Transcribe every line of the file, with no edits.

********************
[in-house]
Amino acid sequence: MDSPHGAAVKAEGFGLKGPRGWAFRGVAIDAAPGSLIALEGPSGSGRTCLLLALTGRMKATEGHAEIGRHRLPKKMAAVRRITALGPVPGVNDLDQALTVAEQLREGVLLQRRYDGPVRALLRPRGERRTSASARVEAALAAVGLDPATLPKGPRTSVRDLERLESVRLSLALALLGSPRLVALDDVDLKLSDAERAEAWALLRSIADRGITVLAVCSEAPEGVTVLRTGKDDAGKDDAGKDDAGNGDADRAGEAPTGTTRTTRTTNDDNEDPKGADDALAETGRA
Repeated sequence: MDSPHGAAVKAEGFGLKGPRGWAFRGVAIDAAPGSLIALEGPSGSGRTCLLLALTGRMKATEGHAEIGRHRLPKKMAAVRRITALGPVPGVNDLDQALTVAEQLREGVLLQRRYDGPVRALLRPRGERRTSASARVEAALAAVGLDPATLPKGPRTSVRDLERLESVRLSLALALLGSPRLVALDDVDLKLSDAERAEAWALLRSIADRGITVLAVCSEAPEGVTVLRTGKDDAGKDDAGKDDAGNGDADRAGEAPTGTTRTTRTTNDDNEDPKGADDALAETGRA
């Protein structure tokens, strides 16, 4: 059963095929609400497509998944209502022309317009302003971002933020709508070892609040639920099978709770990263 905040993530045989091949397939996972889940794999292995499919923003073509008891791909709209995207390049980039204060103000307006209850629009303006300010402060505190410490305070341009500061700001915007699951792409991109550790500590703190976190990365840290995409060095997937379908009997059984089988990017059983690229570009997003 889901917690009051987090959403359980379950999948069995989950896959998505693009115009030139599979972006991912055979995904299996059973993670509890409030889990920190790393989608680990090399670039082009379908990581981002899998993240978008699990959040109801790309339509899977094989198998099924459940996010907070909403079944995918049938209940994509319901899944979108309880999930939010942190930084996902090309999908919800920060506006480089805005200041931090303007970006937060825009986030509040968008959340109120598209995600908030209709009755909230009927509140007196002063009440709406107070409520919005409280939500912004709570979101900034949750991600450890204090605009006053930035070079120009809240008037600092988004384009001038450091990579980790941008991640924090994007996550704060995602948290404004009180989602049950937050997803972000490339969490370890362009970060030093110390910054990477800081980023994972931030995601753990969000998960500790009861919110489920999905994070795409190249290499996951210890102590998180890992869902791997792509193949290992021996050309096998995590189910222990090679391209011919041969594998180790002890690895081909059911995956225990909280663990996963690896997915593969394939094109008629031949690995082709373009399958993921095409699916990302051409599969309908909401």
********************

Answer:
[in-house]
Amino acid sequence: MDSPHGAAVKAEGFGLKGPRGWAFRGVAIDAAPGSLIALEGPSGSGRTCLLLALTGRMKATEGHAEIGRHRLPKKMAAVRRITALGPVPGVNDLDQALTVAEQLREGVLLQRRYDGPVRALLRPRGERRTSASARVEAALAAVGLDPATLPKGPRTSVRDLERLESVRLSLALALLGSPRLVALDDVDLKLSDAERAEAWALLRSIADRGITVLAVCSEAPEGVTVLRTGKDDAGKDDAGKDDAGNGDADRAGEAPTGTTRTTRTTNDDNEDPKGADDALAETGRA
Repeated sequence: MDSPHGAAVKAEGFGLKGPRGWAFRGVAIDAAPGSLIALEGPSGSGRTCLLLALTGRMKATEGHAEIGRHRLPKKMAAVRRITALGPVPGVNDLDQALTVAEQLREGVLLQRRYDGPVRALLRPRGERRTSASARVEAALAAVGLDPATLPKGPRTSVRDLERLESVRLSLALALLGSPRLVALDDVDLKLSDAERAEAWALLRSIADRGITVLAVCSEAPEGVTVLRTGKDDAGKDDAGKDDAGNGDADRAGEAPTGTTRTTRTTNDDNEDPKGADDALAETGRA
């Protein structure tokens, strides 16, 4: 059963095929609400497509998944209502022309317009302003971002933020709508070892609040639920099978709770990263 905040993530045989091949397939996972889940794999292995499919923003073509008891791909709209995207390049980039204060103000307006209850629009303006300010402060505190410490305070341009500061700001915007699951792409991109550790500590703190976190990365840290995409060095997937379908009997059984089988990017059983690229570009997003 889901917690009051987090959403359980379950999948069995989950896959998505693009115009030139599979972006991912055979995904299996059973993670509890409030889990920190790393989608680990090399670039082009379908990581981002899998993240978008699990959040109801790309339509899977094989198998099924459940996010907070909403079944995918049938209940994509319901899944979108309880999930939010942190930084996902090309999908919800920060506006480089805005200041931090303007970006937060825009986030509040968008959340109120598209995600908030209709009755909230009927509140007196002063009440709406107070409520919005409280939500912004709570979101900034949750991600450890204090605009006053930035070079120009809240008037600092988004384009001038450091990579980790941008991640924090994007996550704060995602948290404004009180989602049950937050997803972000490339969490370890362009970060030093110390910054990477800081980023994972931030995601753990969000998960500790009861919110489920999905994070795409190249290499996951210890102590998180890992869902791997792509193949290992021996050309096998995590189910222990090679391209011919041969594998180790002890690895081909059911995956225990909280663990996963690896997915593969394939094109008629031949690995082709373009399958993921095409699916990302051409599969309908909401």